The bottom line is that when someone says they want to think about it, it means they aren’t sold yet. And it could very easily mean that they aren’t sold on your solution, and they never will be because they have something else in mind.
Your job is to either get to that hidden objection and learn what you need to do to overcome it, or get your prospect to reveal why they aren’t going to go with your product or service.
And that’s why you must get your prospect talking. Now here is why this is so hard for sales people: They don’t want to ask because they don’t want to know! Most sales reps would just prefer to let the prospect “think about it” hoping they will somehow convince themselves and buy at some time in the future.
How often does that happen?
What usually happens is that the prospect then disappears at this point, never to be heard from again. And that’s why sales reps dread this objection.
But top producers know that getting their prospect talking at this point is crucial to find out one of two things (and both of these things is a successful outcome):
1) What the hidden objection really is, and so find a way of dealing and overcoming it, or:
2) What the reason is they aren’t going to move on it, and so be able to hang this up as a learning experience and use the lessons to qualify the next lead better.
Let me repeat – BOTH of these outcomes should be considered a success. The first because you’ll learn what you need to do to get a deal, and the second because you won’t start chasing an unqualified lead that will never buy, and you’ll learn how to not create another one in the future.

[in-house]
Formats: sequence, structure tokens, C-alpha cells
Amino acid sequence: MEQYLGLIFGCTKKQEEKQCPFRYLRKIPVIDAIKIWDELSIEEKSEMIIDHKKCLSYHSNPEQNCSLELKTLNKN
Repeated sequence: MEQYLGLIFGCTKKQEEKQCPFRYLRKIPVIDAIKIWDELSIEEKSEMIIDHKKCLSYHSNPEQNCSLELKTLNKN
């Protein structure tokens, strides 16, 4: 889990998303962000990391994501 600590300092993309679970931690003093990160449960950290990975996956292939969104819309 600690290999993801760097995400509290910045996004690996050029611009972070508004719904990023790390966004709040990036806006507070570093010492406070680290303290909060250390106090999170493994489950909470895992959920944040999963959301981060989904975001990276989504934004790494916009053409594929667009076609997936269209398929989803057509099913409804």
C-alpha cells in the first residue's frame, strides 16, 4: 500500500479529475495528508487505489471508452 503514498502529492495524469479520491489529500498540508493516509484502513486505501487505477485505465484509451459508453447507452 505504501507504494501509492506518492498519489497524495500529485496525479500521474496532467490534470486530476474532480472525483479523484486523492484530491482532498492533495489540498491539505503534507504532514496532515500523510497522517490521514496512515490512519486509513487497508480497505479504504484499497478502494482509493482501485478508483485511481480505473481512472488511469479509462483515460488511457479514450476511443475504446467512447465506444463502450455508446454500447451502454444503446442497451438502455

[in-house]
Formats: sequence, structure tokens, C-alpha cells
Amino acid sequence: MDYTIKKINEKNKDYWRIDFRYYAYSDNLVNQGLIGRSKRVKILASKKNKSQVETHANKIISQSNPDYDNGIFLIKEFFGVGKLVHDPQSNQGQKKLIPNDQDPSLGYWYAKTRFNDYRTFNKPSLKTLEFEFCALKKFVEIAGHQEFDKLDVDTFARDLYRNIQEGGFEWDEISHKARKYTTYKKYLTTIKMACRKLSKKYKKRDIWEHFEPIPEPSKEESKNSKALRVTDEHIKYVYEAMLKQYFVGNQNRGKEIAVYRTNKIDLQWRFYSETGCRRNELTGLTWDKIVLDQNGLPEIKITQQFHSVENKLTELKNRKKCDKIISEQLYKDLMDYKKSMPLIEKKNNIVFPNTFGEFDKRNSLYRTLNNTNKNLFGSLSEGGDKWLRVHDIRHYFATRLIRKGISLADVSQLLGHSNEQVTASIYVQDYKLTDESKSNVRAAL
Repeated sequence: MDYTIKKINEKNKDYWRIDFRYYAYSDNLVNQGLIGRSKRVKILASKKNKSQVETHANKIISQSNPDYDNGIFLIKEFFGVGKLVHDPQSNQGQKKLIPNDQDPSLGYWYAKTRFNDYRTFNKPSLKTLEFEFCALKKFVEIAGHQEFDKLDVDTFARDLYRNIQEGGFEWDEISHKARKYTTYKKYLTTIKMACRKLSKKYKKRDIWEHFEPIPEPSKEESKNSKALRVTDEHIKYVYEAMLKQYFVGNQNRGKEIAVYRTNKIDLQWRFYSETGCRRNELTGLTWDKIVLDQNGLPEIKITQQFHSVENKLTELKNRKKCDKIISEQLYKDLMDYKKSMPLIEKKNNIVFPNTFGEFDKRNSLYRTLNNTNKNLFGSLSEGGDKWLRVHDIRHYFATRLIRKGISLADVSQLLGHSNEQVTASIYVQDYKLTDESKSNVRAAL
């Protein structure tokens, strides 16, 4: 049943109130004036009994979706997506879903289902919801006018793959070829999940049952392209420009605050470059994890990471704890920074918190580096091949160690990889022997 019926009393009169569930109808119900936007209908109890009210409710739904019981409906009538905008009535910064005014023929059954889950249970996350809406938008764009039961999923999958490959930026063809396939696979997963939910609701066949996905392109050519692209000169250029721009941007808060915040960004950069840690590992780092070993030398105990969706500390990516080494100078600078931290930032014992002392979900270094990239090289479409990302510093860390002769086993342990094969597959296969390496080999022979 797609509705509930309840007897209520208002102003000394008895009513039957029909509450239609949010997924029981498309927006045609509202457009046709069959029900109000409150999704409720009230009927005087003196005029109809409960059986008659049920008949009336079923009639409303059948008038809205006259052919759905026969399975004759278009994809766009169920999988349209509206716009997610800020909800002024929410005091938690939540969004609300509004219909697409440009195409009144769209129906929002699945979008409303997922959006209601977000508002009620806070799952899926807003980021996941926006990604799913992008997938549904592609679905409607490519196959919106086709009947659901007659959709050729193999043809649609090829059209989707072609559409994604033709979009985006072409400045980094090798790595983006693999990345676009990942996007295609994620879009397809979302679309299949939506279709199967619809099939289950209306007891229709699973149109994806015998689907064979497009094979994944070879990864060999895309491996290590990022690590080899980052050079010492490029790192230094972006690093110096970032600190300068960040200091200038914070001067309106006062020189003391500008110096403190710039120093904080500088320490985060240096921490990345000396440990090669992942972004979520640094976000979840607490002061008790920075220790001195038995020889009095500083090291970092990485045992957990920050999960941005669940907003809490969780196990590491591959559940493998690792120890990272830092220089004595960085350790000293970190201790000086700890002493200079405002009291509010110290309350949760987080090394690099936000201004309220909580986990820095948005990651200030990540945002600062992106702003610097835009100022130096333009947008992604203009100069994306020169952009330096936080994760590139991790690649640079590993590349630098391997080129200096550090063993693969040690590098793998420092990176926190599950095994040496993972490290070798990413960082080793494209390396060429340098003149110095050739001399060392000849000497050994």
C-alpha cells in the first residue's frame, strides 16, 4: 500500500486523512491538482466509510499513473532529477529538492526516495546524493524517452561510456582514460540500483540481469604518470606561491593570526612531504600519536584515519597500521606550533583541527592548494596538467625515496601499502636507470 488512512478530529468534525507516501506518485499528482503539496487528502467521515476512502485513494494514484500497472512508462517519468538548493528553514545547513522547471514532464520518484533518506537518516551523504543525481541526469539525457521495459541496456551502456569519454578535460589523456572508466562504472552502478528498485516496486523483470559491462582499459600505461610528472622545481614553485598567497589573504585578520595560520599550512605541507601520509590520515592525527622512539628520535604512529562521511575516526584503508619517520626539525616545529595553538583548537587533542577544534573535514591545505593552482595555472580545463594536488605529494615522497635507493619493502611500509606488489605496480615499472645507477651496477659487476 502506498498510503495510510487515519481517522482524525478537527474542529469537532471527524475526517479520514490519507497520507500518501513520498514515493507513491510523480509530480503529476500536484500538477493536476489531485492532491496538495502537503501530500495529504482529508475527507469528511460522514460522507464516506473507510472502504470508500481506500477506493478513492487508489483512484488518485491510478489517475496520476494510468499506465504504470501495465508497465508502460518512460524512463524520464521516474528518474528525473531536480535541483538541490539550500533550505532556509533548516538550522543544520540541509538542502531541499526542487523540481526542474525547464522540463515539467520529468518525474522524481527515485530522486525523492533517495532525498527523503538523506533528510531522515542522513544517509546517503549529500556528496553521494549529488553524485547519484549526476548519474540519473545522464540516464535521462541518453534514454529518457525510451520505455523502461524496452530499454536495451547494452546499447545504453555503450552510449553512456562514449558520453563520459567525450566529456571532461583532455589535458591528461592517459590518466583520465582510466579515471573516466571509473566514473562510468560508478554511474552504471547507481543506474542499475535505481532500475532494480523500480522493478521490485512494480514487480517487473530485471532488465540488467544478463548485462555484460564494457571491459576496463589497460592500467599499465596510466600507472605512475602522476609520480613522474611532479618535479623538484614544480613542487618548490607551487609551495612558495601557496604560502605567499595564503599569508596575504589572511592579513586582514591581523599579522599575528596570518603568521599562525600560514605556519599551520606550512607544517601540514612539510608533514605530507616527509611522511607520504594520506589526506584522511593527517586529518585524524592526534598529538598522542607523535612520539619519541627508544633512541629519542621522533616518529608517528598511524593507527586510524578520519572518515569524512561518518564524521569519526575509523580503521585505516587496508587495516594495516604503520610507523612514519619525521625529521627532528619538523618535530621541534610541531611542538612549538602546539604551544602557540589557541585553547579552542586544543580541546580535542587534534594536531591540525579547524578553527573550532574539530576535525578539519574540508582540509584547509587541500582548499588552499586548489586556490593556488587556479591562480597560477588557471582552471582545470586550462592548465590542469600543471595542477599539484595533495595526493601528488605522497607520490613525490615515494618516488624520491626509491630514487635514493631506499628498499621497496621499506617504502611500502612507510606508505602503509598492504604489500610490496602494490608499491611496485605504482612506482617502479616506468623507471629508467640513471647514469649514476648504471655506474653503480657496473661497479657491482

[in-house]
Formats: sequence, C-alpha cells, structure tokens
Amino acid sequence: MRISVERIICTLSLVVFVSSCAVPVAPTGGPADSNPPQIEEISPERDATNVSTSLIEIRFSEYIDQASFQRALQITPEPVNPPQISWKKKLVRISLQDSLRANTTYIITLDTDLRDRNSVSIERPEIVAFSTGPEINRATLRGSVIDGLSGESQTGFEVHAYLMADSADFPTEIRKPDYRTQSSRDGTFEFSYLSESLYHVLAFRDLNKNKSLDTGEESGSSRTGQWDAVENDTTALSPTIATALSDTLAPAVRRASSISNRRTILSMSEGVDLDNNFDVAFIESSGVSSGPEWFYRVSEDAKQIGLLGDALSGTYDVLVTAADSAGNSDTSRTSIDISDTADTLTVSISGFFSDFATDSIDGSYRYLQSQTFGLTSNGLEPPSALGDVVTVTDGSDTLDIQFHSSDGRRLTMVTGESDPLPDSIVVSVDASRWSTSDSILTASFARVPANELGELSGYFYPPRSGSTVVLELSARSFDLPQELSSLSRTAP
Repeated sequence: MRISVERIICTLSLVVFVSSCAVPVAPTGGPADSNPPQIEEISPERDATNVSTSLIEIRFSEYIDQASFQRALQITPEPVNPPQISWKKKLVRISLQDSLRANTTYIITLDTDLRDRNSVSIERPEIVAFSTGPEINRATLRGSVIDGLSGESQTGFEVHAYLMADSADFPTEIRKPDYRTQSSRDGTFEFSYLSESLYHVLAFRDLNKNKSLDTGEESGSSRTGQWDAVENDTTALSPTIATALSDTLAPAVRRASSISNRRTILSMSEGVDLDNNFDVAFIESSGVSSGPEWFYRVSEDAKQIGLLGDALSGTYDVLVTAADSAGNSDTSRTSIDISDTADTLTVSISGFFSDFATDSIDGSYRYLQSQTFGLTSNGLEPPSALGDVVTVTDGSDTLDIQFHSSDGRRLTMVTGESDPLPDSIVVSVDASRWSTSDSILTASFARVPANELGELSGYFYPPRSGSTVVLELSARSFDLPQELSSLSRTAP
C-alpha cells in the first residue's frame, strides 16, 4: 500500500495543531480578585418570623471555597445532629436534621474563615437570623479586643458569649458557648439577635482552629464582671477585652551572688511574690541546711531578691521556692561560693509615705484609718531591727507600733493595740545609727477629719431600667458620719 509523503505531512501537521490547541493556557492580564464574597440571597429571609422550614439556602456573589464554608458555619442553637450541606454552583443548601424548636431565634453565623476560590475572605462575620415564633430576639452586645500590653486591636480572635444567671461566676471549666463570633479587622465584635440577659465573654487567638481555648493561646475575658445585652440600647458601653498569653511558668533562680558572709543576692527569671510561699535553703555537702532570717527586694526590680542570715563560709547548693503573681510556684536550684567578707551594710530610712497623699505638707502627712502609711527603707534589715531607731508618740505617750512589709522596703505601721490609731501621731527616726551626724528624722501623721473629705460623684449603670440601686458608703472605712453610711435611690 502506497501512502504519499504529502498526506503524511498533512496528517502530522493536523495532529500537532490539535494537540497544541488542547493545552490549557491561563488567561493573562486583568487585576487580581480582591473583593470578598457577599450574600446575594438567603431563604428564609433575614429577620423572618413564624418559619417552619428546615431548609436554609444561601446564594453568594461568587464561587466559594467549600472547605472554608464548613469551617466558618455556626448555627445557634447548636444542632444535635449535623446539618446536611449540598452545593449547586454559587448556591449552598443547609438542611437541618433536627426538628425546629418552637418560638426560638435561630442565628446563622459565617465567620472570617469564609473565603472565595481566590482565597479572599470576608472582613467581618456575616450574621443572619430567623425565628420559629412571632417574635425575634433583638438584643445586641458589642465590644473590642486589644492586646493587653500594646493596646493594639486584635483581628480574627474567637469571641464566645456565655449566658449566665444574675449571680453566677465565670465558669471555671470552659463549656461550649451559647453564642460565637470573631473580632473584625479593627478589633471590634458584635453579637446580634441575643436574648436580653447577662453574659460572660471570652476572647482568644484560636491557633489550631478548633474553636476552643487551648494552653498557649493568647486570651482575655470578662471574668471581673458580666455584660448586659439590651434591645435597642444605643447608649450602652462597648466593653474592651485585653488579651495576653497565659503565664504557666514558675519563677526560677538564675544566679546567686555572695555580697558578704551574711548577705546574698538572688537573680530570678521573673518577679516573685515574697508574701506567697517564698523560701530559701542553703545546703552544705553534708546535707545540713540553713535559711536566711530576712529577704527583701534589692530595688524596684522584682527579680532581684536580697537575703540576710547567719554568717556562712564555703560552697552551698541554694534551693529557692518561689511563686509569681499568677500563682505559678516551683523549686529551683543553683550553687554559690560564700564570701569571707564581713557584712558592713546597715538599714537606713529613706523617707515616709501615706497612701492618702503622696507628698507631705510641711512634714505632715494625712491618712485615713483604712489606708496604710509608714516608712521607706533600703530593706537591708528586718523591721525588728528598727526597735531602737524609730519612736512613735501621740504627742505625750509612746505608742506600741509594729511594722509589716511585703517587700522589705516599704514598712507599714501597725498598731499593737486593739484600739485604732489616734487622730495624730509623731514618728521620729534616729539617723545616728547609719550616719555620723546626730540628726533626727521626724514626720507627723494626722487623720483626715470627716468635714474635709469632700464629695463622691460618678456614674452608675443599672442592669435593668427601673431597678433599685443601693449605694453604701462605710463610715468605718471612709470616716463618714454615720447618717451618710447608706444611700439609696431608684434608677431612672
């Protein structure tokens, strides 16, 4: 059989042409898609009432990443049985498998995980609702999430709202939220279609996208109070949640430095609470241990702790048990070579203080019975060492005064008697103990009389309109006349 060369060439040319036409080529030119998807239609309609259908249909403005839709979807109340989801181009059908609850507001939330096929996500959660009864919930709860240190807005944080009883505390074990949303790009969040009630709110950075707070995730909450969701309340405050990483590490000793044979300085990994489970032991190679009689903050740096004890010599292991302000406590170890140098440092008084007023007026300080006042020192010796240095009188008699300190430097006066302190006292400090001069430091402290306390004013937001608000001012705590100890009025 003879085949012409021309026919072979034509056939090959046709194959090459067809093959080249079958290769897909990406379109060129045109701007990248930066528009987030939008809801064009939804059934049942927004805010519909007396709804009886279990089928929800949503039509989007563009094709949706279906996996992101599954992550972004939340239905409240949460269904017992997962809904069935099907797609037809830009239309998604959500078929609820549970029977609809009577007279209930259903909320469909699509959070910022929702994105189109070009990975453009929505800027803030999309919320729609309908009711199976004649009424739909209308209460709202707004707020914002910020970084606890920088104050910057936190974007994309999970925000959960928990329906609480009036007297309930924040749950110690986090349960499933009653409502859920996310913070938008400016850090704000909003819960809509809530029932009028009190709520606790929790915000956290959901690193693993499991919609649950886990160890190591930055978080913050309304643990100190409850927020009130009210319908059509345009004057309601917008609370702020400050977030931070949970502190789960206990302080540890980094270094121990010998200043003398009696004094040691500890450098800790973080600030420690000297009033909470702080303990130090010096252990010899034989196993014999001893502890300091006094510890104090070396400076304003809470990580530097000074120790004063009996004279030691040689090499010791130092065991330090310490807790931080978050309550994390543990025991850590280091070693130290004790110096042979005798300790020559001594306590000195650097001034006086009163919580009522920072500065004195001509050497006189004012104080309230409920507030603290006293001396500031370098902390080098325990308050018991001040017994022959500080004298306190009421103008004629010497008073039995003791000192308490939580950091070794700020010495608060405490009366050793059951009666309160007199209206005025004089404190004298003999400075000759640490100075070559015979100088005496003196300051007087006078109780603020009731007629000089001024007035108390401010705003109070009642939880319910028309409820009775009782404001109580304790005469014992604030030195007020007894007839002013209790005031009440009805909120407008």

So the following ten rebuttals to “I want to think about it” are designed to get your prospect talking – and then you’ll be able to decide which category they go into…
[Note: I would be remiss if I didn’t emphasize again that you should have avoided this objection from coming up in the first place by asking this type of qualifying question during your initial call: “And if you like what we have to offer, what would be your timeframe for getting started?”]
Objection: “I want to think it over”
“I understand. Just out of curiosity:
• “Do you understand how the (explain the benefits of savings or making money here) work right?”
• “And do you understand what we mean when we say, (stress any warranties guarantees or customer service options) here, don’t you?”
• “Then while we’re on the phone together, what other questions do you have?”
“Then just to clarify my thinking, what part of this do you need to think over?
“Are you going to be thinking over the (name two or three benefits) we spoke about today or about whether or not this solution is the right fit for you?”
“I know I’ve given you a lot to think about today, do you mind me asking what part of this you’d like to think over?”
“I understand, and I’m sure you’ve got other options to consider…do you mind if I ask how we’re stacking up to what you’re also looking at?”
“__________, it sounds like you’re probably considering other options as well – do you mind if I ask who else you’re looking into?”
“And how do we stack up compared to them?”
“__________, besides yourself, who else would be weighing in on this?”
“I totally understand, many people I speak with want to consider all their options before making a decision. Tell me, who else is in the running for this?”
“That’s no problem. Level with me, if you would, what would be holding you back from saying yes right now?”
“And is this even a realistic option for you?”
“And as you think about it right now, what would be the major reason for not moving forward with it?”
“I understand – not everyone I speak with is ready to move forward with it right away. Quick question:
“What would you need to see here for you to say yes to this?”
As you can see, all of these responses are geared to get your prospect to reveal what it’s going to take for you to get the sale – and some are also geared to get your prospect to reveal why they will never be a deal.
Again, either way you win.